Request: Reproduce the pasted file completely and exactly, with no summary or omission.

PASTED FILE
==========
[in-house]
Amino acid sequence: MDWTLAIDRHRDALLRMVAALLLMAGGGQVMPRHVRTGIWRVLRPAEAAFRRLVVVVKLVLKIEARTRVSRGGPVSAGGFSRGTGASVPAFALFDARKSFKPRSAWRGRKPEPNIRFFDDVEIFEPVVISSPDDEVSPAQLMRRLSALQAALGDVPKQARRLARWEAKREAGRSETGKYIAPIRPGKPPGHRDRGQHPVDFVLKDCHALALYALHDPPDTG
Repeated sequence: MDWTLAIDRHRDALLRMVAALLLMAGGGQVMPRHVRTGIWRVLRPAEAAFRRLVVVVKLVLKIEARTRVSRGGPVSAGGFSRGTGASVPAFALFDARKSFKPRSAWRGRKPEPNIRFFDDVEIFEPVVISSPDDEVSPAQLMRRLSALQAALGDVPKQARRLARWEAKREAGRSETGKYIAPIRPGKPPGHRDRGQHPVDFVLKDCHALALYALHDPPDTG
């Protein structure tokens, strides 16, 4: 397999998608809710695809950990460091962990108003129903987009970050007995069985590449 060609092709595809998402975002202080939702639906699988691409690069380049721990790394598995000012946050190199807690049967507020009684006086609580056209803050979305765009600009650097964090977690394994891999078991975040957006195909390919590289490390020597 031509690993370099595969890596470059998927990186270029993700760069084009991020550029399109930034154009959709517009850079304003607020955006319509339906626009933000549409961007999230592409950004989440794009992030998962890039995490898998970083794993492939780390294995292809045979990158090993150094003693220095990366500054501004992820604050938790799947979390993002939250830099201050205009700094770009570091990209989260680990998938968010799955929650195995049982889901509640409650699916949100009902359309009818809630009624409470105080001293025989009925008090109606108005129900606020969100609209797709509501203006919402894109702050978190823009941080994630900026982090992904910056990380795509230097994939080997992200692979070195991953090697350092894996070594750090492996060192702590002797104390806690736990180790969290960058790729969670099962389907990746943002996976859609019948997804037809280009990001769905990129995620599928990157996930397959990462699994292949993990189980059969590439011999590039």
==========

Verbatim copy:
[in-house]
Amino acid sequence: MDWTLAIDRHRDALLRMVAALLLMAGGGQVMPRHVRTGIWRVLRPAEAAFRRLVVVVKLVLKIEARTRVSRGGPVSAGGFSRGTGASVPAFALFDARKSFKPRSAWRGRKPEPNIRFFDDVEIFEPVVISSPDDEVSPAQLMRRLSALQAALGDVPKQARRLARWEAKREAGRSETGKYIAPIRPGKPPGHRDRGQHPVDFVLKDCHALALYALHDPPDTG
Repeated sequence: MDWTLAIDRHRDALLRMVAALLLMAGGGQVMPRHVRTGIWRVLRPAEAAFRRLVVVVKLVLKIEARTRVSRGGPVSAGGFSRGTGASVPAFALFDARKSFKPRSAWRGRKPEPNIRFFDDVEIFEPVVISSPDDEVSPAQLMRRLSALQAALGDVPKQARRLARWEAKREAGRSETGKYIAPIRPGKPPGHRDRGQHPVDFVLKDCHALALYALHDPPDTG
């Protein structure tokens, strides 16, 4: 397999998608809710695809950990460091962990108003129903987009970050007995069985590449 060609092709595809998402975002202080939702639906699988691409690069380049721990790394598995000012946050190199807690049967507020009684006086609580056209803050979305765009600009650097964090977690394994891999078991975040957006195909390919590289490390020597 031509690993370099595969890596470059998927990186270029993700760069084009991020550029399109930034154009959709517009850079304003607020955006319509339906626009933000549409961007999230592409950004989440794009992030998962890039995490898998970083794993492939780390294995292809045979990158090993150094003693220095990366500054501004992820604050938790799947979390993002939250830099201050205009700094770009570091990209989260680990998938968010799955929650195995049982889901509640409650699916949100009902359309009818809630009624409470105080001293025989009925008090109606108005129900606020969100609209797709509501203006919402894109702050978190823009941080994630900026982090992904910056990380795509230097994939080997992200692979070195991953090697350092894996070594750090492996060192702590002797104390806690736990180790969290960058790729969670099962389907990746943002996976859609019948997804037809280009990001769905990129995620599928990157996930397959990462699994292949993990189980059969590439011999590039």